While there are examples such as these, the question is whether mobile offers enough options for marketers to invest a sizeable amount of ad dollars, especially in a market such as India.

With 75 per cent of its active advertisers outside the US, Facebook wants to help all businesses learn how to succeed in a mobilised economy. Facebook has been making investments in e-learning programmes such as Blueprint, which is currently available in 10 languages and has more than one million people signed up. To date, more than 2.5 million courses have been taken by people in 150 countries;  the top countries being the US, Brazil, India, UK, Canada, Mexico, Australia, Egypt, Germany and Vietnam.

“We are constantly working with our partners to build experiences that are good for our community and good for businesses,” asserts Sandberg, underlining the creative opportunity.

The Creative Opportunity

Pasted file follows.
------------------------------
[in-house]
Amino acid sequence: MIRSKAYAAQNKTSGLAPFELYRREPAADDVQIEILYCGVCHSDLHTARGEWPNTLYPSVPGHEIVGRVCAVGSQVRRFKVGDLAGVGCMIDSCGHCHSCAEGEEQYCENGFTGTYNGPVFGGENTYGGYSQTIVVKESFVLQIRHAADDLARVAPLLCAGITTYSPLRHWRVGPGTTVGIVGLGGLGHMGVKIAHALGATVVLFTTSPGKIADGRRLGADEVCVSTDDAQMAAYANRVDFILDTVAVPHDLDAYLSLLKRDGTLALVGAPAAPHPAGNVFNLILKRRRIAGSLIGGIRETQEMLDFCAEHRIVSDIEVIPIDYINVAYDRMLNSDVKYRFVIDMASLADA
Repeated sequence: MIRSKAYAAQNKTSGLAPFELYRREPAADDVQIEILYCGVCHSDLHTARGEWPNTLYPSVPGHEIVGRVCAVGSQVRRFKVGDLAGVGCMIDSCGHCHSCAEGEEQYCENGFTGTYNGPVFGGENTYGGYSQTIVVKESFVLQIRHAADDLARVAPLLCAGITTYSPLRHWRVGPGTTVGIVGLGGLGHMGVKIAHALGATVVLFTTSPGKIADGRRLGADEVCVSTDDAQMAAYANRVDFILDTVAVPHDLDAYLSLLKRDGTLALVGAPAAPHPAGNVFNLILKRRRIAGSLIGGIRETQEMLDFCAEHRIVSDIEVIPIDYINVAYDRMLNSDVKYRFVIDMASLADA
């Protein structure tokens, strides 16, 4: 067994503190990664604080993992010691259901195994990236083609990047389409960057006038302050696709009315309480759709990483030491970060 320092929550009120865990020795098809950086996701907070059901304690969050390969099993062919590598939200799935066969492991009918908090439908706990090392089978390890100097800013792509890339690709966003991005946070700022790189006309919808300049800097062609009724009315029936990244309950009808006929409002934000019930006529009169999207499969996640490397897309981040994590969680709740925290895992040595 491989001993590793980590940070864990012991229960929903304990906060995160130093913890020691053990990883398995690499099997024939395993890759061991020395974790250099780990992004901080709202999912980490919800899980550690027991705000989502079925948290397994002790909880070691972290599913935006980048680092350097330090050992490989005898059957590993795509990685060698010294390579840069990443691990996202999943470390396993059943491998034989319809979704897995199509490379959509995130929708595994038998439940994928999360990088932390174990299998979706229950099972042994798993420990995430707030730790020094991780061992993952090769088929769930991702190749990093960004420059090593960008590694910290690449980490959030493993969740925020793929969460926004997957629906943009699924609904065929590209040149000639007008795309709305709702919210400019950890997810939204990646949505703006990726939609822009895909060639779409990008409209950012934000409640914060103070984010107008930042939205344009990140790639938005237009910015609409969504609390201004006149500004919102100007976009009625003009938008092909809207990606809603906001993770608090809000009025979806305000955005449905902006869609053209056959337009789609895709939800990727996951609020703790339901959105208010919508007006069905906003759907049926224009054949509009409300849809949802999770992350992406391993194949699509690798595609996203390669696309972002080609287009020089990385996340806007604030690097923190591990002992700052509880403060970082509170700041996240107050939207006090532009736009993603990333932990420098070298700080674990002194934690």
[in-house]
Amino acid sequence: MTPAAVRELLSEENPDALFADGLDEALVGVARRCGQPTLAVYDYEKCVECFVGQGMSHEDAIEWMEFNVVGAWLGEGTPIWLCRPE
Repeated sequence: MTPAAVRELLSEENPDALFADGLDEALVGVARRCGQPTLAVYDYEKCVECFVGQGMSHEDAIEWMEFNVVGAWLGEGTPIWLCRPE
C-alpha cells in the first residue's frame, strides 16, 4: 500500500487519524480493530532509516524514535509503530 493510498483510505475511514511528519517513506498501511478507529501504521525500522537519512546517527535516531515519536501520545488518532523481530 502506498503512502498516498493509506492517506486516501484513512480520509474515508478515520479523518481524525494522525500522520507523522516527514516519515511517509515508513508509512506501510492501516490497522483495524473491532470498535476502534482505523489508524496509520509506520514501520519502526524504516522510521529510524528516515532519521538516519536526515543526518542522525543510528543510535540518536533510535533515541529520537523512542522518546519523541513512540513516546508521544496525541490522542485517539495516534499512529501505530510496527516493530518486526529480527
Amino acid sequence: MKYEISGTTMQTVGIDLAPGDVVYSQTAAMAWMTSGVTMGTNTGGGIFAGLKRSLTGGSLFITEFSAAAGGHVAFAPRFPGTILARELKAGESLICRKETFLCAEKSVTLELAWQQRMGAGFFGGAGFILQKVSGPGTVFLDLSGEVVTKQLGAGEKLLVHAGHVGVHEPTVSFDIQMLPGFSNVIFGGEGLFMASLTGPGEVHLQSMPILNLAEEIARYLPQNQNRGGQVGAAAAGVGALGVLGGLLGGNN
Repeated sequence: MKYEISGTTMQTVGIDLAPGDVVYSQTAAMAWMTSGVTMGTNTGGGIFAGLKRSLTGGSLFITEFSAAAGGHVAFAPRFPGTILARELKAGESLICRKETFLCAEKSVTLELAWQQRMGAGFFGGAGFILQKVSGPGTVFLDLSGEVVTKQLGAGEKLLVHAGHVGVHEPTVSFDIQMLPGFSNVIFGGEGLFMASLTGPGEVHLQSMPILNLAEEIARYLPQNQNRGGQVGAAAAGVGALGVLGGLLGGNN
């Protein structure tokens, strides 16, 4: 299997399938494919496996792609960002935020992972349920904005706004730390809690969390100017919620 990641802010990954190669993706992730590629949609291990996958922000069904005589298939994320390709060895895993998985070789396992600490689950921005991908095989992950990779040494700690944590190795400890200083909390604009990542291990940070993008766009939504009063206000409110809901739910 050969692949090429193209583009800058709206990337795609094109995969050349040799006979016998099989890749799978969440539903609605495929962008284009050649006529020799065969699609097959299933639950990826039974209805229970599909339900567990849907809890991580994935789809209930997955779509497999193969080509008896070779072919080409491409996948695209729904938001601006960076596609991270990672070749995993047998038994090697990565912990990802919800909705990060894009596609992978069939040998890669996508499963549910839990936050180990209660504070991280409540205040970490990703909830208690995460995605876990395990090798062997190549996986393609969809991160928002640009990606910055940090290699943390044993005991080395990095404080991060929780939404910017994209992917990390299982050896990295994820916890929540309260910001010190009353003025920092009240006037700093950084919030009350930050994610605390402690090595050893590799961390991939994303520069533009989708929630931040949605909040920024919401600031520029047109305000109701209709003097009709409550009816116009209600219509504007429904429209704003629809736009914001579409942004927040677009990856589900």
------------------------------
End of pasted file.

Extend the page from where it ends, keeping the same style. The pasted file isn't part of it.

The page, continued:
Last year, teams at Facebook and Instagram developed several new creative opportunities for brands, says Sandberg. “We frequently bring the engineering teams to listen to feedback directly from the creative community. Take the Creative Hub for example, which allows brands and agencies to build campaigns together. Or Canvas, a storytelling ads format, which was built based on direct feedback from the creative community. We value the feedback we get from our partners and it helps us build better products,” she elaborates.

There is no denying that Creative Hub has given the industry some compelling creatives, but the past year has not been kind to digital advertising per se.

Marketer concerns around issues related to measurement, transparency and brand safety did not spare Facebook too. And like most of the large players, Facebook too kicked into a corrective action mode. While the platform had added strong third party measurement options last year, taking action against hate speech, it deleted nearly 66,000 posts a week, manually.